Lupus nephritis (LN) is a severe manifestation of systemic lupus erythematosus (SLE) with high incidence rates in Asians as compared to Caucasians.1 A treatment regimen of cyclophosphamide (CYC) and glucocorticoids (GC) was the standard of care for LN before newer immunosuppressants were developed.2 Although few randomized controlled trials have examined its efficacy and safety, tacrolimus (TAC) has been used as an immunosuppressant for induction therapy in LN.3 The efficacy and safety of TAC as an induction therapy were evaluated in a meta-analysis.3 The results demonstrated increased efficacy in achieving remission when TAC was combined with GC, or mycophenolate mofetil (MMF) and GC, as compared to CYC and GC.3 The results of this meta-analysis were published in Drug Design, Development and Therapy.
SLE is a chronic autoimmune disease characterized by immune complex formation, with multi-organ manifestations.4,5 LN is one of the more severe organ manifestations of SLE, and is a major risk factor for morbidity and mortality among SLE patients due to the progression to end-stage renal disease (ESRD).4,5 LN occurs in up to 60% of patients worldwide, and may be more severe in Asian SLE patients.2
Induction therapy is the initial treatment of active LN, with the principle goal of rapidly attenuating immune-complex mediated renal inflammation and allowing the injured renal parenchyma to heal.6 Traditional induction therapy involves a combination of GC and CYC, which although effective, causes severe adverse effects.2 New immunosuppressants, such as MMF and azathioprine, have emerged as alternatives for LN treatment.2 Although TAC is another immunosuppressant that may be used as induction therapy for LN, few randomized controlled clinical trials have been conducted to interpret its efficacy and safety.3 TAC was thus investigated in a systematic review and meta-analysis, aimed at assessing its efficacy and safety in induction therapy of patients with LN.3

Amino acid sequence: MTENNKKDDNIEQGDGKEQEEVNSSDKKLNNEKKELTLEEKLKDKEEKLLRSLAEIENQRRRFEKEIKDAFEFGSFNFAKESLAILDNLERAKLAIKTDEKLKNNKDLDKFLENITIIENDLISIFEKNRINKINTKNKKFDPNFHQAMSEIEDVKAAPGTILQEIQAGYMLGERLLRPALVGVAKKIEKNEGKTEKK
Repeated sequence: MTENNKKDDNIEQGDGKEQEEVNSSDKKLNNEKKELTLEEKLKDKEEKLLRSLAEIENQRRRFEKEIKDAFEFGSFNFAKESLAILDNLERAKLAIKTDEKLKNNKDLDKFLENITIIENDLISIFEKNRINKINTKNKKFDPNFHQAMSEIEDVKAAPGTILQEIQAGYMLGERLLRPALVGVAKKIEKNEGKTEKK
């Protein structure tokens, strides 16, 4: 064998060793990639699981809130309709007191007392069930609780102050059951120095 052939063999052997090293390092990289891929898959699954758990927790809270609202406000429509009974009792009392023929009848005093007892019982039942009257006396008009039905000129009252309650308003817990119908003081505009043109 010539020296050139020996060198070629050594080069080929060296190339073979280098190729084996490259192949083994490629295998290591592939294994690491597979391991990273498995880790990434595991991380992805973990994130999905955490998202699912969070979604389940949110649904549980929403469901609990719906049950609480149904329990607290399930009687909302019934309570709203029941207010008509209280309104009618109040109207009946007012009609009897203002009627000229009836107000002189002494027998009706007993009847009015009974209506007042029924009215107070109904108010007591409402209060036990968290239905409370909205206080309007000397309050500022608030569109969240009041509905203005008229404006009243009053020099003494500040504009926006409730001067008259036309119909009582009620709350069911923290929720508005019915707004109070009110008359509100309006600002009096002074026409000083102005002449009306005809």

Studies eligible for inclusion in this meta-analysis were randomized controlled trials, open-label prospective studies, case-control studies, observational studies, and cohort studies.3 13 clinical trials were found to be related to TAC for LN – 12 RCTs and one prospective study.3 Outcome measures evaluating the efficacy of TAC included complete remission (CR), total remission (TR; total CR plus partial remission), and proteinuria levels.3 TAC was evaluated in a variety of regimens in the meta-analysis – in combination with GC, and in combination with MMF and GC.3
Patients receiving the TAC + GC regimen were found to have high rates of CR (OR=2.41; 95% CI: 1.46-3.99; p=0.0006) and TR (OR=4.47; 95% CI: 2.24-8.95; p<0.0001) when compared to those receiving CYC + GC.3 The TAC + GC regimen was also shown to be safer than CYC + GC, with lower incidence rates of gastrointestinal syndrome, leukopenia, and irregular menstruation.3
TAC + GC combination was also compared to a regimen of MMF + GC, which found that differences in CR, TR, proteinuria levels, and albumin levels were not statistically significant between the two regimens.3 With regard to the safety, patients receiving TAC + GC saw a lower incidence of herpes zoster or varicella than MMF + GC, but an increased incidence of elevated blood creatinine levels.3 Rates of leukopenia, infection and serious infection saw no statistically significant difference between either regimen.3
When a regimen of TAC + MMF + GC was compared against CYC + GC, a significant difference was observed in the differences of TR (OR=3.32; 95% CI: 2.08-5.32; p<0.00001).3 Notable differences were also observed in urinary protein decline, and rise of serum albumin.3 The TAC + MMF + GC group also showed high CR rates, although they were not statistically significant.3 Similar to the results observed with the TAC + GC regimen, the TAC + MMF + GC regimen also showed lower incidence rates of gastrointestinal syndrome, leukopenia, and irregular menstruation than the CYC + GC regimen.3
The results from this meta-analysis demonstrated TAC to be a safe and efficacious agent for induction therapy in patients with LN.3 Promising recent data have also emerged showing that TAC is preferable to cyclosporine A in the treatment of Asian SLE patients, due to its better tolerability profile.1 However, further research is needed to establish the use of TAC in Asian SLE patients.
1. Yap DYH, Chan TM. Lupus Nephritis in Asia: Clinical Features and Management. Kidney Dis (Basel). 2015;1(2):100-109.
2. Mok CC, Yap DYH, Navarra SV, et al. Overview of lupus nephritis management guidelines and perspective from Asia. Int J Rheum Dis. 2013;16(6):625-636.
3. Zhou T, Lin S, Yang S, Lin W. Efficacy and safety of tacrolimus in induction therapy of patients with lupus nephritis. DDDT. 2019;13:857-869.
4. Iwamoto T, Niewold TB. Genetics of Human Lupus Nephritis. Clin Immunol. 2017;185:32-39.
5. Almaani S, Meara A, Rovin BH. Update on Lupus Nephritis. Clin J Am Soc Nephrol. 2017;12(5):825-835.
6. Parikh SV, Rovin BH. Current and Emerging Therapies for Lupus Nephritis. J Am Soc Nephrol. 2016;27(10):2929-2939.